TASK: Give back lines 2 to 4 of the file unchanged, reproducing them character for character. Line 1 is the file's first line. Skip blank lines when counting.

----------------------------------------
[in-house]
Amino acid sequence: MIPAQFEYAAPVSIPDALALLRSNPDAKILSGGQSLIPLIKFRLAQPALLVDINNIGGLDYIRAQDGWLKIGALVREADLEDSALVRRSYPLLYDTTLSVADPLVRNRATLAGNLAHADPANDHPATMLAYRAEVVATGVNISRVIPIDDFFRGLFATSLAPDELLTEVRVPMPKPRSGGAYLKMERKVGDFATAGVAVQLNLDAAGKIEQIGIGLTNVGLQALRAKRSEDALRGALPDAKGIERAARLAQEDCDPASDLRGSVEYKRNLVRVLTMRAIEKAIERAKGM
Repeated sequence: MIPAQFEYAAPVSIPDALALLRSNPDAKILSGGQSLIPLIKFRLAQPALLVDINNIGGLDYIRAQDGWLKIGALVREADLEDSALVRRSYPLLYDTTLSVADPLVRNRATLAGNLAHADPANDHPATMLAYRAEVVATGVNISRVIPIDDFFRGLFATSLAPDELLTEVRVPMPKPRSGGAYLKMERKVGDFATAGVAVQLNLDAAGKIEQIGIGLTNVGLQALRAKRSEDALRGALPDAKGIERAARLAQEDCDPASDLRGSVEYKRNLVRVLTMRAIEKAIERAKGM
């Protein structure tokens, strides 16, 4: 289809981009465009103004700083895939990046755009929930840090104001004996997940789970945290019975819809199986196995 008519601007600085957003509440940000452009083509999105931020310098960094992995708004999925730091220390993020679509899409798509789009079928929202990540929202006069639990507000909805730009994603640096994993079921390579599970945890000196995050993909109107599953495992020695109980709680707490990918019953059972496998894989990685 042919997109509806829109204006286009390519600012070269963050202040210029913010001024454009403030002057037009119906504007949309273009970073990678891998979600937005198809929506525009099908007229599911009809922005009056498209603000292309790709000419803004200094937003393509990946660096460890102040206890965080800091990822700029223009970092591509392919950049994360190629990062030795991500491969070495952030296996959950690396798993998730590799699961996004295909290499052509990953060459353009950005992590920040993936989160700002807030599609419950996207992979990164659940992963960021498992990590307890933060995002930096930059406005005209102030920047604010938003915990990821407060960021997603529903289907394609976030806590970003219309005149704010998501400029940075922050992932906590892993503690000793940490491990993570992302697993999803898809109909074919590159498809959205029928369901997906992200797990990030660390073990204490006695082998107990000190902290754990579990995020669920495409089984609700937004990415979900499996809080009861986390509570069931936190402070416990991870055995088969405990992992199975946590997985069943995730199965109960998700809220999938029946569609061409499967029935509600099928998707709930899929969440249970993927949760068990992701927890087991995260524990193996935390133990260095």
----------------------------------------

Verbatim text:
Amino acid sequence: MIPAQFEYAAPVSIPDALALLRSNPDAKILSGGQSLIPLIKFRLAQPALLVDINNIGGLDYIRAQDGWLKIGALVREADLEDSALVRRSYPLLYDTTLSVADPLVRNRATLAGNLAHADPANDHPATMLAYRAEVVATGVNISRVIPIDDFFRGLFATSLAPDELLTEVRVPMPKPRSGGAYLKMERKVGDFATAGVAVQLNLDAAGKIEQIGIGLTNVGLQALRAKRSEDALRGALPDAKGIERAARLAQEDCDPASDLRGSVEYKRNLVRVLTMRAIEKAIERAKGM
Repeated sequence: MIPAQFEYAAPVSIPDALALLRSNPDAKILSGGQSLIPLIKFRLAQPALLVDINNIGGLDYIRAQDGWLKIGALVREADLEDSALVRRSYPLLYDTTLSVADPLVRNRATLAGNLAHADPANDHPATMLAYRAEVVATGVNISRVIPIDDFFRGLFATSLAPDELLTEVRVPMPKPRSGGAYLKMERKVGDFATAGVAVQLNLDAAGKIEQIGIGLTNVGLQALRAKRSEDALRGALPDAKGIERAARLAQEDCDPASDLRGSVEYKRNLVRVLTMRAIEKAIERAKGM
């Protein structure tokens, strides 16, 4: 289809981009465009103004700083895939990046755009929930840090104001004996997940789970945290019975819809199986196995 008519601007600085957003509440940000452009083509999105931020310098960094992995708004999925730091220390993020679509899409798509789009079928929202990540929202006069639990507000909805730009994603640096994993079921390579599970945890000196995050993909109107599953495992020695109980709680707490990918019953059972496998894989990685 042919997109509806829109204006286009390519600012070269963050202040210029913010001024454009403030002057037009119906504007949309273009970073990678891998979600937005198809929506525009099908007229599911009809922005009056498209603000292309790709000419803004200094937003393509990946660096460890102040206890965080800091990822700029223009970092591509392919950049994360190629990062030795991500491969070495952030296996959950690396798993998730590799699961996004295909290499052509990953060459353009950005992590920040993936989160700002807030599609419950996207992979990164659940992963960021498992990590307890933060995002930096930059406005005209102030920047604010938003915990990821407060960021997603529903289907394609976030806590970003219309005149704010998501400029940075922050992932906590892993503690000793940490491990993570992302697993999803898809109909074919590159498809959205029928369901997906992200797990990030660390073990204490006695082998107990000190902290754990579990995020669920495409089984609700937004990415979900499996809080009861986390509570069931936190402070416990991870055995088969405990992992199975946590997985069943995730199965109960998700809220999938029946569609061409499967029935509600099928998707709930899929969440249970993927949760068990992701927890087991995260524990193996935390133990260095």